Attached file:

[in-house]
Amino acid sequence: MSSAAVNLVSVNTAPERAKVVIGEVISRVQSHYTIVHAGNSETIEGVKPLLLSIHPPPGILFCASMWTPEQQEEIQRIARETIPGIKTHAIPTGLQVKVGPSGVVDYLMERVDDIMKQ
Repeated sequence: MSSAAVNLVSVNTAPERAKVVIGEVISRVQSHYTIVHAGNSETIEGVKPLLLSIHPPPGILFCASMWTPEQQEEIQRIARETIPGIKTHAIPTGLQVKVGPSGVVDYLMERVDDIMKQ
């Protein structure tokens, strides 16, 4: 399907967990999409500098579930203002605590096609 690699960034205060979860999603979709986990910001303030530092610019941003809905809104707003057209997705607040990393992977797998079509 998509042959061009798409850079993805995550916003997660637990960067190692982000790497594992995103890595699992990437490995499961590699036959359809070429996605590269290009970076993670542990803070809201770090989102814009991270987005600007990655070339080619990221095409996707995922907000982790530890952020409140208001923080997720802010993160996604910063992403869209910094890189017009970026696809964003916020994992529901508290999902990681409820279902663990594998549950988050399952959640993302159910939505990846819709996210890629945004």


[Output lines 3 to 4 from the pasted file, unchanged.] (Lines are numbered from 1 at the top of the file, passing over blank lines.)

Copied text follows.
Repeated sequence: MSSAAVNLVSVNTAPERAKVVIGEVISRVQSHYTIVHAGNSETIEGVKPLLLSIHPPPGILFCASMWTPEQQEEIQRIARETIPGIKTHAIPTGLQVKVGPSGVVDYLMERVDDIMKQ
């Protein structure tokens, strides 16, 4: 399907967990999409500098579930203002605590096609 690699960034205060979860999603979709986990910001303030530092610019941003809905809104707003057209997705607040990393992977797998079509 998509042959061009798409850079993805995550916003997660637990960067190692982000790497594992995103890595699992990437490995499961590699036959359809070429996605590269290009970076993670542990803070809201770090989102814009991270987005600007990655070339080619990221095409996707995922907000982790530890952020409140208001923080997720802010993160996604910063992403869209910094890189017009970026696809964003916020994992529901508290999902990681409820279902663990594998549950988050399952959640993302159910939505990846819709996210890629945004």